If the GOP loses the House in 2018, there’s no one to blame but themselves. For seven years they said they’d repeal Obamacare and then they pushed a bill that didn’t.
Republicans control both the House and Senate, but the unified GOP Congress might not last past the midterms. House Republicans are seeing signs that Democrats could take a significant number of House seats in the 2018 elections.
President Trump’s approval ratings currently sit in the low 40s — a historic low for this point in a presidency. The GOP Congress, meanwhile, has achieved no major legislative goals in Trump’s first 70 days in office.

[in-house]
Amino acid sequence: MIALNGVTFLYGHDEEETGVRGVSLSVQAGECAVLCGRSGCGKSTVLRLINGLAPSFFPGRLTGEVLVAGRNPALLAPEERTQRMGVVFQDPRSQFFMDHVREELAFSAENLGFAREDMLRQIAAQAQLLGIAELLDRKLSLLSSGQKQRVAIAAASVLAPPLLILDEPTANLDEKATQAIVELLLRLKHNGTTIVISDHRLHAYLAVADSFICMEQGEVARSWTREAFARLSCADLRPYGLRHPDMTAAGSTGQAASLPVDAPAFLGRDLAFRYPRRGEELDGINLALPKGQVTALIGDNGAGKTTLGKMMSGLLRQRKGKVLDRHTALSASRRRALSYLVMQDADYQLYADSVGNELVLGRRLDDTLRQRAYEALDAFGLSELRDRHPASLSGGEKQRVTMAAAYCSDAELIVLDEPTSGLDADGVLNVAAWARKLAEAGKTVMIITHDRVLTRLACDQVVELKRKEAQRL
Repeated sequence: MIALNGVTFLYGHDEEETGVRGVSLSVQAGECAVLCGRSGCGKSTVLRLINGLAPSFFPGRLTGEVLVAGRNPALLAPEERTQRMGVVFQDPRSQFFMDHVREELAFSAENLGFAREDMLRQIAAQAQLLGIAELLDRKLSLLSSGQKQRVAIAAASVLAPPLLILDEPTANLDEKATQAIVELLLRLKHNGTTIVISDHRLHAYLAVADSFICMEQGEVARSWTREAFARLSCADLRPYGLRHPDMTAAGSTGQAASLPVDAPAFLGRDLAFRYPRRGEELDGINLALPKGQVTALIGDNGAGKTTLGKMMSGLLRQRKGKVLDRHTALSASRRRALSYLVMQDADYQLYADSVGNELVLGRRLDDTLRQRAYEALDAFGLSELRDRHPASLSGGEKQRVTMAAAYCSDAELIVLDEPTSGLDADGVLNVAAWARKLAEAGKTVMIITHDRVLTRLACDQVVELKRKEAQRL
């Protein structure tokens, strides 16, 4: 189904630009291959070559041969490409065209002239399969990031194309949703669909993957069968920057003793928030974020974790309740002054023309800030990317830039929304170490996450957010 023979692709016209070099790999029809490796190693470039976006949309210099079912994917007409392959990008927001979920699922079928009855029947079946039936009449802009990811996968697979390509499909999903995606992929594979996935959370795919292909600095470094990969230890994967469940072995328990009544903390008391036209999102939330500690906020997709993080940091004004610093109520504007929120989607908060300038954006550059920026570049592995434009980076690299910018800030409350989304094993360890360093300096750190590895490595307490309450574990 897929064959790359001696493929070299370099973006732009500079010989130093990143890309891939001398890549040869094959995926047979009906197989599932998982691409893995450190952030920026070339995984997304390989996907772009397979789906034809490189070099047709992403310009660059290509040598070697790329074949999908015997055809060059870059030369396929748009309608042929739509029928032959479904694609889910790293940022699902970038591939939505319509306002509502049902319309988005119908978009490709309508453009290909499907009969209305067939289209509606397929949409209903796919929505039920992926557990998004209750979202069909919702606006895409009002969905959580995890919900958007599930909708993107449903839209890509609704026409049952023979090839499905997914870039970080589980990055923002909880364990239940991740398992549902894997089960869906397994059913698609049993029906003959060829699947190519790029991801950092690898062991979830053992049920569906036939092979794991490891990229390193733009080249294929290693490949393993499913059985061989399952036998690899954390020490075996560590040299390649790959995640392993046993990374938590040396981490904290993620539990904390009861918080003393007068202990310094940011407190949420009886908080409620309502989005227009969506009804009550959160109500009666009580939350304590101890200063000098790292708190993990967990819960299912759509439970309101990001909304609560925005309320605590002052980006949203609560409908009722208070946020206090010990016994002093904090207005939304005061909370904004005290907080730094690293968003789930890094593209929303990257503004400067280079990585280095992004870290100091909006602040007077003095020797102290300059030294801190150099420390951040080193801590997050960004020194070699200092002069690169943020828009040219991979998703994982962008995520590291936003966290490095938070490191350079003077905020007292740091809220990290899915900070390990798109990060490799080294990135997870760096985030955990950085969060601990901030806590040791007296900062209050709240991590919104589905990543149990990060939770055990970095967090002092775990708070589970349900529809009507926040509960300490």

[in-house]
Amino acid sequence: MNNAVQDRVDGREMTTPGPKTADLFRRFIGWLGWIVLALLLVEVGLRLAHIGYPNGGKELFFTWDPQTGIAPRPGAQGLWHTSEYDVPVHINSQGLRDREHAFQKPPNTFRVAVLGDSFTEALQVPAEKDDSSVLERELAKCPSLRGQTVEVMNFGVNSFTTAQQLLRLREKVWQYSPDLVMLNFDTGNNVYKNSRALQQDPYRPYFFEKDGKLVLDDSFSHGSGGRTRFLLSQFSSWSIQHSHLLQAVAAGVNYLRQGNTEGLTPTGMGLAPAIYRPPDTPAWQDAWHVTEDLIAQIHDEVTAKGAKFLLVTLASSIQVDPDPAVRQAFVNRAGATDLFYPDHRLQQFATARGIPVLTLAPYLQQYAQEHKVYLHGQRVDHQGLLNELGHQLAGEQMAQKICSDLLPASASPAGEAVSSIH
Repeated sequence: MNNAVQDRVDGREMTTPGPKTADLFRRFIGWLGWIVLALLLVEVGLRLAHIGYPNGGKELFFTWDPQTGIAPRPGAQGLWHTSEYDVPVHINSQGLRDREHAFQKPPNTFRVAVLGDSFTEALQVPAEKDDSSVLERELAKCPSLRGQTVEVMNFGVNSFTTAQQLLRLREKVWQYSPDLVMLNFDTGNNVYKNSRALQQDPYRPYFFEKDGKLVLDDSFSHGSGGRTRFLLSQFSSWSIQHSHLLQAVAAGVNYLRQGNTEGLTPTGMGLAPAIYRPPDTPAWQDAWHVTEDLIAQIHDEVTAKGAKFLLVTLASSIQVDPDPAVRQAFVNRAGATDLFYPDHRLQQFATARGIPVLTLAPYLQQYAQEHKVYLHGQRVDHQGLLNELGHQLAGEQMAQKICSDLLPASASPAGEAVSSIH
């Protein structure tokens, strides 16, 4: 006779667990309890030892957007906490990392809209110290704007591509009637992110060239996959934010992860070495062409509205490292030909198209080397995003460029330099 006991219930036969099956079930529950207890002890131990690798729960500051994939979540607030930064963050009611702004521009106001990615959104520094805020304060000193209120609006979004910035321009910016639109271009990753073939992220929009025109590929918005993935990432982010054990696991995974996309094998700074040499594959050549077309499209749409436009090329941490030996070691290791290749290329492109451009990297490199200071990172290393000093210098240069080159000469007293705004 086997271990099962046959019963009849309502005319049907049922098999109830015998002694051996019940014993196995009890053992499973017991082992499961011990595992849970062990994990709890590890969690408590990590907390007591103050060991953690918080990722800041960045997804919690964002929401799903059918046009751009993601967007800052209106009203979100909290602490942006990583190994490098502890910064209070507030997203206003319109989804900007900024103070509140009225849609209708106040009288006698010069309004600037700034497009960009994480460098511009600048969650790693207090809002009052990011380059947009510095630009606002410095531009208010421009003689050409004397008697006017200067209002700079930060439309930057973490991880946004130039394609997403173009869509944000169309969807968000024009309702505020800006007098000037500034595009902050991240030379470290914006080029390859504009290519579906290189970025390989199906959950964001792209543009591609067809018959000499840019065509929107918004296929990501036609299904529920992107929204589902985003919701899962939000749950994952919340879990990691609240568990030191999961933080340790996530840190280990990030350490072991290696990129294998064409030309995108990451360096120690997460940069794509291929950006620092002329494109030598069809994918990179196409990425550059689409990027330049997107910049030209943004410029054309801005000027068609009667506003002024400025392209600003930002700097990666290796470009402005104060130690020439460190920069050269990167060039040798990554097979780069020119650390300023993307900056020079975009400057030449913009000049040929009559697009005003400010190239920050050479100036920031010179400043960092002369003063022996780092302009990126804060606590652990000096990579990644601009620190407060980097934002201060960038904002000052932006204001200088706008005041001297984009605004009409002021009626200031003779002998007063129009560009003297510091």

Questions about Russia’s interference in the 2016 presidential election and the FBI’s investigation into possible collusion between Moscow and the Trump campaign continue to cast a shadow over the government and distract from the party’s legislative efforts.
Enthusiasm on the left is high, giving Democrats hope that they will fill their coffers and increase voter turnout in special elections such as the nationally watched House special election in Georgia.
Still, there is plenty of time for things to change over the next 19 months. Winning back the House will be an uphill climb for Democrats even in the most favorable circumstances since the way district lines are drawn means that only a few dozen seats are seen as competitive.
But there’s no doubt that the early signs are positive for Democrats. The case for Democratic gains is bolstered by the historical trend that sees the president’s party typically lose seats in the midterm.
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